Wednesday, October 5, 2016

A Brief Response to Mayor Bailey's Comment


At last night's Mayoral Forum in Lunenburg.   The candidates were asked the following question:  The issue of Home Based Business must have been very difficult for all parties.  If you had to do it over again, what would you do differently?

I don't understand how this question bypassed the rules of the forum.  The rules stated that questions needed to be applicable to all candidates.  But, it was asked and since I was not given a platform to respond I will briefly respond here.

Mayor Bailey stated that the town offered to assist me with the legal process available and I refused.  Yes, this is correct.  There is a provincial appeal process available to anyone that is not happy with the decision of a building inspector.  The Committee that oversees this process is called the Nova Scotia Building Advisory Committee (NSBAC).  There were a number of reasons that I chose to not go this route, but this is the main one.  It was explained to me by the chair of the NSBAC that an appeal never sets a precedent.  If I had appealed my case it would have only solved my case .  I understood, with the help of Jim Donovan, the manager of Municipal compliance for HRM, that there was an interpretive error happening in much of rural Nova Scotia.  It was not a building code problem.  It was a communication problem.  The problem was affecting many businesses.  Not just my own.  We had already lost several businesses in Lunenburg because of this interpretive error.

So, instead of making the case for only myself, I made the case to the province that an error was happening.  They heard me and they fixed it.

As for the rest of Mayor Bailey's response, well, I'd rather not address that.  Anyone who was there could feel the division her answer created.  Instead, I would like to thank Councillor Mosher for his response, when asked the same question the week before in the councillor candidates' forum. His response was wise and kind and displayed great leadership.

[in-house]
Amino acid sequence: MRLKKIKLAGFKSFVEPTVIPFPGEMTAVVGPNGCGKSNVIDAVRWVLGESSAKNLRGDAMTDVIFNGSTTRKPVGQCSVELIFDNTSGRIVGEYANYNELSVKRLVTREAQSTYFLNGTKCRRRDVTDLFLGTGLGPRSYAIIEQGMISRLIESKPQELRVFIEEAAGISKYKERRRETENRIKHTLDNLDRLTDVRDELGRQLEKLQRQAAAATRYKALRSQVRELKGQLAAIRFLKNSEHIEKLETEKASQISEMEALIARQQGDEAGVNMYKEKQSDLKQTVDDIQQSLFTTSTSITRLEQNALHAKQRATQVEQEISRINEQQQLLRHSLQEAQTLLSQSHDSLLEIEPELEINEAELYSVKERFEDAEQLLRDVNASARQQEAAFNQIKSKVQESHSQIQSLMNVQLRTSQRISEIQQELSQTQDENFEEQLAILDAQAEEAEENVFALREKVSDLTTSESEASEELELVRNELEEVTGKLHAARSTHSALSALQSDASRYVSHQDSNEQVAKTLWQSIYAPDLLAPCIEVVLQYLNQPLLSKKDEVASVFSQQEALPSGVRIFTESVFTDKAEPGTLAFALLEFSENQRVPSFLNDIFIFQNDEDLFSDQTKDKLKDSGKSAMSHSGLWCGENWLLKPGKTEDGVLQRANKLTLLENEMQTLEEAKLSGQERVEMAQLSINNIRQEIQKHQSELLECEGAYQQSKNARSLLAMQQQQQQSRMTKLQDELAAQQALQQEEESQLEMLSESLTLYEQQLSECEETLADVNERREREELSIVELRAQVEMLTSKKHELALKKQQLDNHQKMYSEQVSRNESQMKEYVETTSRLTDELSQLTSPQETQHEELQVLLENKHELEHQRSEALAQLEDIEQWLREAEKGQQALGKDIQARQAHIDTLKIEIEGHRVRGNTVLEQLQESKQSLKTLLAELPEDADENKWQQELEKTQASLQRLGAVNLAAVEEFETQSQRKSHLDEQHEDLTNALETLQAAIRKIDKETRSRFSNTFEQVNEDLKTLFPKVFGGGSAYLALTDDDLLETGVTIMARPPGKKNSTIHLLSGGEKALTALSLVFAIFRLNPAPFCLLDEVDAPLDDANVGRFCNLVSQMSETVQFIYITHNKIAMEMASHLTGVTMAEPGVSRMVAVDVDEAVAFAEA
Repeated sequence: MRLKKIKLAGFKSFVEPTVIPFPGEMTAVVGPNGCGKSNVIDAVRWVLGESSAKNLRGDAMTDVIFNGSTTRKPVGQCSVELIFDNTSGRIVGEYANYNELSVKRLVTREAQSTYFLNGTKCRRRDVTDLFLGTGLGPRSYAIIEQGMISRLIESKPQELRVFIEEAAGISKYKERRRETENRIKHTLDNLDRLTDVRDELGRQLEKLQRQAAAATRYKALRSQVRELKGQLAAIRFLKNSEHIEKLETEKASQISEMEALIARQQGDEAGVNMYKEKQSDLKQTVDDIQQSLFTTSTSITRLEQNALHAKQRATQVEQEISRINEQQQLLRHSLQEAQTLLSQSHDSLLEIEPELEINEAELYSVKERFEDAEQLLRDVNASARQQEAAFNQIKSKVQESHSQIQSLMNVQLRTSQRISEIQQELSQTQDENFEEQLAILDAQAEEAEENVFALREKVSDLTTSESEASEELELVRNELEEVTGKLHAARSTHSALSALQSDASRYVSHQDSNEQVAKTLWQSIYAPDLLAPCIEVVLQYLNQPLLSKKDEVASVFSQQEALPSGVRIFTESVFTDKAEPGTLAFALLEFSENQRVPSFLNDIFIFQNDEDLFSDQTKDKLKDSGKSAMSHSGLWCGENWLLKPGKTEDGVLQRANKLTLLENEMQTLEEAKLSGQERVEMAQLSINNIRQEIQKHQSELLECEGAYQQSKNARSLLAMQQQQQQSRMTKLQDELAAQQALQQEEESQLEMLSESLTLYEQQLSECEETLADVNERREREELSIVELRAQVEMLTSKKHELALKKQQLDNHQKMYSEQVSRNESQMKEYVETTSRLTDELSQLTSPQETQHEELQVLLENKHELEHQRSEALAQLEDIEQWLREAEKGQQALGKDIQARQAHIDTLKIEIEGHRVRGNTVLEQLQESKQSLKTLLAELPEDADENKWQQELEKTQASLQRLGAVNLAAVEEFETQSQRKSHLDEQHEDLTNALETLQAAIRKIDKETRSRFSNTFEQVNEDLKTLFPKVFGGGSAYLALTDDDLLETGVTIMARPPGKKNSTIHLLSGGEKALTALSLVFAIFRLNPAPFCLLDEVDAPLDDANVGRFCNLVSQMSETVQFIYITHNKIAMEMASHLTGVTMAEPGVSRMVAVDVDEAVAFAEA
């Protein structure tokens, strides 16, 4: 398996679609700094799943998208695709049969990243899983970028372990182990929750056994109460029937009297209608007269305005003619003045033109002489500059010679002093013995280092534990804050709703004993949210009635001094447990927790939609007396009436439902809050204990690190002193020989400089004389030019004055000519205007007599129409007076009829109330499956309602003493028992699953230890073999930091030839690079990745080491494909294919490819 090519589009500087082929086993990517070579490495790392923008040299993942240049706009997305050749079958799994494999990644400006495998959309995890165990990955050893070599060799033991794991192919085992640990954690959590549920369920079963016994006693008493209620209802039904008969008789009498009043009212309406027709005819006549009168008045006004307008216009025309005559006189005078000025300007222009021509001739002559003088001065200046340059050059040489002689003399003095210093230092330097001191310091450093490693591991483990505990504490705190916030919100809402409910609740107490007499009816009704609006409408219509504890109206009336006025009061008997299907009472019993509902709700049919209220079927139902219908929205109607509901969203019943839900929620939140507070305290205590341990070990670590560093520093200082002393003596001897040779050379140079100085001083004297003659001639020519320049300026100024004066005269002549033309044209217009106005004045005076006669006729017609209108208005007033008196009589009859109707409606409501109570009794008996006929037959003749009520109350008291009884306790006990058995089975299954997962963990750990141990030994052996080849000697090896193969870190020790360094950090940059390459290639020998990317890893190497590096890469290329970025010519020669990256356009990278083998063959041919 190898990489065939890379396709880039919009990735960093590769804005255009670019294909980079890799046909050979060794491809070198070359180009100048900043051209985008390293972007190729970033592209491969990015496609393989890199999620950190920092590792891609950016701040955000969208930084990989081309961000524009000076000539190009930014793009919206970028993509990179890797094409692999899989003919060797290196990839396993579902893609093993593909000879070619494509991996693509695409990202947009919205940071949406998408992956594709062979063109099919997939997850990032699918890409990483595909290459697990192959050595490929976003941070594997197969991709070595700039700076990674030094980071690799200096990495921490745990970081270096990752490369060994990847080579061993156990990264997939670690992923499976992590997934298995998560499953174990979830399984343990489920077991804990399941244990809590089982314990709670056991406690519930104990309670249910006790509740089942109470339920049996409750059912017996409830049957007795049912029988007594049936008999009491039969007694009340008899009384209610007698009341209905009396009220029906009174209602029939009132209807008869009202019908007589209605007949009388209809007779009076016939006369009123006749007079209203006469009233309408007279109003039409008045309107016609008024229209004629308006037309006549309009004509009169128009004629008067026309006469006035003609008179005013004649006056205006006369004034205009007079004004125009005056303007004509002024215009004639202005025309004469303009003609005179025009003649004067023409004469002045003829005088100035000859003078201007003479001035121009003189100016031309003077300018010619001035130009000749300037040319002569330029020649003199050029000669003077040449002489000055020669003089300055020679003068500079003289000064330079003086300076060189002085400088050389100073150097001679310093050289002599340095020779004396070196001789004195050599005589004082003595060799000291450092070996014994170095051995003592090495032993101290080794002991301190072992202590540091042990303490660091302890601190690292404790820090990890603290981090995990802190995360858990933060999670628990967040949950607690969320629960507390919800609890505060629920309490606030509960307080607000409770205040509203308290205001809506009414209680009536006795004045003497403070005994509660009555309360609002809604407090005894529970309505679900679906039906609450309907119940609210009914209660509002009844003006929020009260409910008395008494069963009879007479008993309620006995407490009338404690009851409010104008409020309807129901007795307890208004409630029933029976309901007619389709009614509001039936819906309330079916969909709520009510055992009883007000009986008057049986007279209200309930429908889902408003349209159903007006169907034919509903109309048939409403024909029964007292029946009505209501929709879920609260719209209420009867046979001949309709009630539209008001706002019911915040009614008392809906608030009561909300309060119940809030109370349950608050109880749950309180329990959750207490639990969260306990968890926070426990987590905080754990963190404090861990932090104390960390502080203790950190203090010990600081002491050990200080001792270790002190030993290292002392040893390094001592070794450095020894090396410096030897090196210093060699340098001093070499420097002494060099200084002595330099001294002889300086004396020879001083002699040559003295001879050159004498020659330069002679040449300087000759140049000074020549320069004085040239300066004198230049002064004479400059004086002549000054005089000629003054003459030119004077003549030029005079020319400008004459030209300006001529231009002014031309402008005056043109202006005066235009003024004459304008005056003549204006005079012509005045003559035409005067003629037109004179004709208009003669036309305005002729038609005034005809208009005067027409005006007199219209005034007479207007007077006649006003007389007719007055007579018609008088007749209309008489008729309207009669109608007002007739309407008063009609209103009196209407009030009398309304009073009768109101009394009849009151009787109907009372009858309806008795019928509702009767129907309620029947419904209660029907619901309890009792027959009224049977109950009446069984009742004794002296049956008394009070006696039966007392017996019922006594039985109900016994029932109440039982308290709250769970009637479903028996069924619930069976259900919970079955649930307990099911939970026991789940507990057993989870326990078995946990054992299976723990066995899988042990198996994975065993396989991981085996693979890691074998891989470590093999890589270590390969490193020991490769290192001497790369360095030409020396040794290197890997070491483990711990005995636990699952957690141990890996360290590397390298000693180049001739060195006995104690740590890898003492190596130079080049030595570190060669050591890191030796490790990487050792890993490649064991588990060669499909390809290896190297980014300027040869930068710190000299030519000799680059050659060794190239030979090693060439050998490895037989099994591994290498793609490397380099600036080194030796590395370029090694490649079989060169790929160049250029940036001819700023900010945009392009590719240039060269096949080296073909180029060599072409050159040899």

What he said was... I know Anna is in the room, and I really take my hat off to her. She championed a cause. As a council, we really don't have the resources to deal with one single issue like this. We are dealing with many things at the same time. The one thing I would have done differently is to bring her on board. To have included her in the conversation. He went on to say that it was a provincial issue, but in the end the best possible outcome was achieved. He held out an olive branch and I accepted it. I can explain why it was not a provincial issue, why it was easily solvable, and I have done so many times, but you know what?   It really doesn't matter. The best possible outcome was achieved and the simple fact that he said, good job and I wish we had included you, was huge. That's what a good leader does. They bridge divides. Not widen them.

2 comments:

  1. I applaud Councillor Mosher's reply to the question at hand. He has recognized and validated a champion who persisted with a mission to right a wrong that was affecting many small businesses in rural Nova Scotia. The Province 'listened' to one citizen, 'understood' the information presented and 'validated' the significance of the material. They agreed, there was an interpretive error with a building code and they fixed it. And as Councillor mosher said, "in the end the best possible outcome was achieved". The interpretive error was corrected by the Province and all small businesses have benefited. Lunenburg is fortunate to have this 'Champion' among our citizenship.

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  2. Indeed it is great to have a champion like Anna. That, however, does not change the fact that this was a simple issue within the authority of the town to fix. Instead of getting defensive about and upstart CFA the town, if it had real leadership, would have engaged Anna and would have really listened to her. As Counsellor Mosher said, Anna should have been brought in from the beginning. It's great to have champions but some things are just simple common sense and shoyldn't need a champion to spend three years of hard work. It is time for a change in Lunenburg, a big change. Here's hoping.

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